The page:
President Bio delivers a powerful speech at the Harvard Kennedy School of Government

Sierra Leone Telegraph: 8 March 2019:

Yesterday, Thursday 7th March 2019, president Julius Maada Bio of Sierra Leone was at the Harvard Kennedy School of Government in Massachusetts, Boston, USA, where he delivered a powerful keynote speech about his vision for Sierra Leone’s development.

His address, titled – ‘Toward a New Renaissance in Sierra Leone: A New, Bolder Vision’ was keenly absorbed by academics, researchers, political leaders, and students, as he spoke about his passion for rooting out corruption, building a new and sustainable economy, and embedding the principles of good governance in Sierra Leone.

“Good governance involves institutionalising best practices into norms that make our democracy resilient. So, when we clamp down on corruption, waste, abuse, and fraud or when we stringently apply anti-corruption laws without fear or favour or institute commissions of inquiry presided over by foreign judges of great standing, we are fostering a culture of deterrence and accountability. Corruption hinders national development and social cohesion and it is a potent trigger for civil unrest.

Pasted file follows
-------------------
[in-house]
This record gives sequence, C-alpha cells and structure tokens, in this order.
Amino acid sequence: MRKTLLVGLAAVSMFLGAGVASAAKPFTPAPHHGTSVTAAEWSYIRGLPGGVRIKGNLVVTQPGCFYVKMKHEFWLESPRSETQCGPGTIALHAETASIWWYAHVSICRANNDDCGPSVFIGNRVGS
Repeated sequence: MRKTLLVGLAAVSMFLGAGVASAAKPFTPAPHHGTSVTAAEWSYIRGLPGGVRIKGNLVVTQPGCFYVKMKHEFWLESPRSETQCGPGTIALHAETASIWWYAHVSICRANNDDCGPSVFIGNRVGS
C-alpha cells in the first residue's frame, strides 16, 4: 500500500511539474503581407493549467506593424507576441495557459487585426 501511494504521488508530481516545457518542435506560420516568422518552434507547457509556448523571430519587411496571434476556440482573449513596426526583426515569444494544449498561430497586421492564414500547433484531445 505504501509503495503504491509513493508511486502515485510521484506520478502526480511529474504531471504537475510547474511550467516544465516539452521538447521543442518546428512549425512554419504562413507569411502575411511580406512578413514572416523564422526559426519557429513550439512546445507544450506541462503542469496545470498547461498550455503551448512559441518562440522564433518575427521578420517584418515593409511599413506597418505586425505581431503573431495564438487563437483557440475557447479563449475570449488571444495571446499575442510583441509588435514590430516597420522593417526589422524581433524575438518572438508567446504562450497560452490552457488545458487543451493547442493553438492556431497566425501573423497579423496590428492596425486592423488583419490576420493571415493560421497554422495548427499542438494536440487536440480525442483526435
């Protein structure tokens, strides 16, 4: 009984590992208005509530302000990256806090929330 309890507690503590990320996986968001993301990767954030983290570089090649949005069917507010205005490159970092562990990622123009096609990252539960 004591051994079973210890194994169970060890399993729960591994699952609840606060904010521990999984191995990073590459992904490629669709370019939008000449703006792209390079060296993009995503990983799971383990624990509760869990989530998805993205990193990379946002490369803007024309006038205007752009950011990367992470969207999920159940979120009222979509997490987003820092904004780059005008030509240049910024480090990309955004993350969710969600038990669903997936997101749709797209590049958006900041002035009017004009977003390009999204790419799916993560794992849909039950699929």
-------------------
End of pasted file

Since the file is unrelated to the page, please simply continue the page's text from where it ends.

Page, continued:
“We have undertaken institutional reforms that promote greater public financial management and more efficient revenue mobilisation. We can now track down financial inflows and outflows. We have made the price of corruption very high and in the first months of my administration alone, we have recovered over a million US dollars from corrupt public officials. We will use the recovered loot as down-payment for the first and only diagnostic and cancer care hospital that will serve all Sierra Leoneans,” said the president.

“Sierra Leone wants more trade and less aid and where aid is granted it should be aligned with our national development priorities and not duplicate other external actor interventions.”

But he began by setting the context for the change that he is now pioneering in Sierra Leone. This is what he said:

Deans, Faculty, Students, and Distinguished Ladies and Gentlemen. Allow me to begin this evening’s conversation about Sierra Leone with two rather hackneyed expressions: a) “a bad reputation is easy to make and hard to break”; and b) “a good reputation is hard to destroy.”